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Kurdish Women in Soviet Film

Film booklet: Zare: pervaia kartina iz zhizni kurdov [Zare. The first motion picture about the life of the Kurds].

Moscow: Kinopechat‘, 1927. Quarto (18 × 27 cm). Original photo-illustrated staple-stitched wrappers; 6 pp. Light overall wear and creasing; still about very good.

The harsh realities of the lives of Kurdish women are emphasized in this promotional pamphlet for the Soviet silent drama “Zare” which premiered in Yerevan, in Soviet Armenia in 1926. The pamphlet includes the film synopsis, an essay by the director Hamo Beknazarian (1891-1965) about the making of the film, as well as a film review. The director, who also wrote the script for the picture, places special emphasis on the lives of Kurdish women, noting in the pamphlet that “they work more than their men”, and are subjected to harsher social censure. The life of Zare, who is defamed by her community after refusing to marry a man she does not love is presented as an example. The Soviet silent film star Maria Tadevosian (1903-1930), who played the role of Zare appears on the cover of the pamphlet. Zare was only the third feature to be filmed at the new Armenfilm studios, and is exemplary of the early Soviet promotion of “internationalism” and “women’s emancipation”.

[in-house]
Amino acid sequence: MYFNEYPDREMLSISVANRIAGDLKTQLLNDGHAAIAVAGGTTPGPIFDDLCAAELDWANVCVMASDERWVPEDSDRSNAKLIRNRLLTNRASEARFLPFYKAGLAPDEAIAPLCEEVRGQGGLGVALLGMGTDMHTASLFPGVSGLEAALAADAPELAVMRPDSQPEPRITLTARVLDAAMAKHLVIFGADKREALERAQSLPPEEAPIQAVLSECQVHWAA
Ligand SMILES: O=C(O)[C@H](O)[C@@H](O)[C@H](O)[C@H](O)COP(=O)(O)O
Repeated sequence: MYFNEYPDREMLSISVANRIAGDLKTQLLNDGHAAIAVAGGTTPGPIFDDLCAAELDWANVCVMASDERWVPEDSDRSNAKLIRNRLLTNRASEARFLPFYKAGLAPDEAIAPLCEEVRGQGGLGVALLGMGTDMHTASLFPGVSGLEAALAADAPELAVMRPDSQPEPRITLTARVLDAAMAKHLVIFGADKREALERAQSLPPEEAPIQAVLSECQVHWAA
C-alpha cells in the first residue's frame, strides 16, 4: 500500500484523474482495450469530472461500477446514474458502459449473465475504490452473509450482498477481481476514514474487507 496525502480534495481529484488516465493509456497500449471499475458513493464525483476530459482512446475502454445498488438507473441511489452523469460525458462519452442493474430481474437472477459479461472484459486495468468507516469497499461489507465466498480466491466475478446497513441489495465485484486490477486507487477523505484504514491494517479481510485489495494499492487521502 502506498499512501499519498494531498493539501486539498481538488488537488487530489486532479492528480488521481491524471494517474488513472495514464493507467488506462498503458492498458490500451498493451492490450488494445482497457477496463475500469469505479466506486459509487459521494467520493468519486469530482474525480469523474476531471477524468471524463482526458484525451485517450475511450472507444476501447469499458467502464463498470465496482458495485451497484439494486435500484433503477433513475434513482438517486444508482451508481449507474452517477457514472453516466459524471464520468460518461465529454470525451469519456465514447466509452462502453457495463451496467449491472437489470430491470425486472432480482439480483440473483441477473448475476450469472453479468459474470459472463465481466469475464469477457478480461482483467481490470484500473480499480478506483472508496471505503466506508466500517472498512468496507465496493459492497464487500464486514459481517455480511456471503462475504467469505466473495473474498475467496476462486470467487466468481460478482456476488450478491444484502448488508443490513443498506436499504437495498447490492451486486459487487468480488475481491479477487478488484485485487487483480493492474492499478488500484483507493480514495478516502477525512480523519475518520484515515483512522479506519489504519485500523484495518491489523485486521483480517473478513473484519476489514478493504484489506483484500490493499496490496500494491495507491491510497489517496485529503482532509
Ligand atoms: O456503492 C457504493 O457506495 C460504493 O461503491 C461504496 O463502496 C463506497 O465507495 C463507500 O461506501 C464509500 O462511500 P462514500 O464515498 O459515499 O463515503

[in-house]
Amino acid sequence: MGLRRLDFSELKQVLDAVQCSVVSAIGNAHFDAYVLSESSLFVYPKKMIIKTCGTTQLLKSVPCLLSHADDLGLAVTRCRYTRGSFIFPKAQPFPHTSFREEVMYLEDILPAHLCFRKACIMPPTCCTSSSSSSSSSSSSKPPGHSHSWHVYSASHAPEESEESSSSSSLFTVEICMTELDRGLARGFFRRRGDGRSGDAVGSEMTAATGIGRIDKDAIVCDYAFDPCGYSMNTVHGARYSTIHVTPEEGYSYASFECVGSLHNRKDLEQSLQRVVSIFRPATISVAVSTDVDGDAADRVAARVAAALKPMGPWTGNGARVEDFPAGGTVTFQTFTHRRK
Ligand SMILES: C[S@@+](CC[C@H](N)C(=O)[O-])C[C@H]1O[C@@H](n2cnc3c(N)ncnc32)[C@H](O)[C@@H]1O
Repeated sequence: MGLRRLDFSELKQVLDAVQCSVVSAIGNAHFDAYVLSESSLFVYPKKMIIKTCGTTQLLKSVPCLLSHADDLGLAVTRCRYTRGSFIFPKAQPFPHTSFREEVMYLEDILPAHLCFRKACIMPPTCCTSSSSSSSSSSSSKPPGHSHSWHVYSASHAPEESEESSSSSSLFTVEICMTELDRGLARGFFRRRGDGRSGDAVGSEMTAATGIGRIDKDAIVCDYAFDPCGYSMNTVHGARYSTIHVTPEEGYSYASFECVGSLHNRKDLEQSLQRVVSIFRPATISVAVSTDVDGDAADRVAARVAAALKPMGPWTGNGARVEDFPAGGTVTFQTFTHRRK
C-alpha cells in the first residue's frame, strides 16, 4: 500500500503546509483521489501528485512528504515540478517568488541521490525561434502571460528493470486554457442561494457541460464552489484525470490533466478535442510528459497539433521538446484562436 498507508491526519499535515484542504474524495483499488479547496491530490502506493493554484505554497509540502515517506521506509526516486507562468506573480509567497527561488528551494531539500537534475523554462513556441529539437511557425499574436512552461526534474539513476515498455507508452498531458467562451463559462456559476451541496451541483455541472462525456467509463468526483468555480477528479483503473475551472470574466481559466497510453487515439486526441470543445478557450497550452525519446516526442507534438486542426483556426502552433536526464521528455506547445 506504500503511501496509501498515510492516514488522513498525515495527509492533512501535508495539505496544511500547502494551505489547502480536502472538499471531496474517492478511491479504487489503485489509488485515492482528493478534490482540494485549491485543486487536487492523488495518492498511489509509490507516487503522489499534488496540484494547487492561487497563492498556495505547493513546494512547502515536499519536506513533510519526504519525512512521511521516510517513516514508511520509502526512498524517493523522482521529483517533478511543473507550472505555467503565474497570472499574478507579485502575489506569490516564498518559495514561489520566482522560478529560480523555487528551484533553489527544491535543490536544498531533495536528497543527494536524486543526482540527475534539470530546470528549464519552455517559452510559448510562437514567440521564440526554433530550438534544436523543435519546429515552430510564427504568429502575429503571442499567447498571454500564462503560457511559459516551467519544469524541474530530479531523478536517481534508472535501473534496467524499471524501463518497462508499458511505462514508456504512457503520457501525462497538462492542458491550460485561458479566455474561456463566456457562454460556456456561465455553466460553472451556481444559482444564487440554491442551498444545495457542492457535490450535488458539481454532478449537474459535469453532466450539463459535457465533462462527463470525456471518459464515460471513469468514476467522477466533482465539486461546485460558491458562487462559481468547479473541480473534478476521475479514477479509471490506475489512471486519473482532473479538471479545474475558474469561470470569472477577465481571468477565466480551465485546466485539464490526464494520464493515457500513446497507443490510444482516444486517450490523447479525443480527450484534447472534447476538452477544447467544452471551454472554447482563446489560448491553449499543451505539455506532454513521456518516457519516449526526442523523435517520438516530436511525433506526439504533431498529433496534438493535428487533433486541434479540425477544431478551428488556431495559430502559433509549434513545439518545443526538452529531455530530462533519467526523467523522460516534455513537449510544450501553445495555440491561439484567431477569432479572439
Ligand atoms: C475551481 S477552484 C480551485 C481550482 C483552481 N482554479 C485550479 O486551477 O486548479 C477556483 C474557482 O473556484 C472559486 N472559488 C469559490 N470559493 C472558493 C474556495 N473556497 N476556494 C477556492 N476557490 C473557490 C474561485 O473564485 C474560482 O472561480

The poster for the film was designed by the famous avant-garde artist Vladimir Senberg, who also designed posters for Battleship Potemkin and The Man With the Movie Camera. Hamo Beknazarian’s previous film, “Shor and Shorshor” (1926), an extremely popular comedy about the misadventures of two village fools, is advertised on the rear wrapper of the pamphlet. Publisher advertising to last page.

As of February 2021, KVK, OCLC show only one copy, at Yale.

Book ID: 51227

Price: $450.00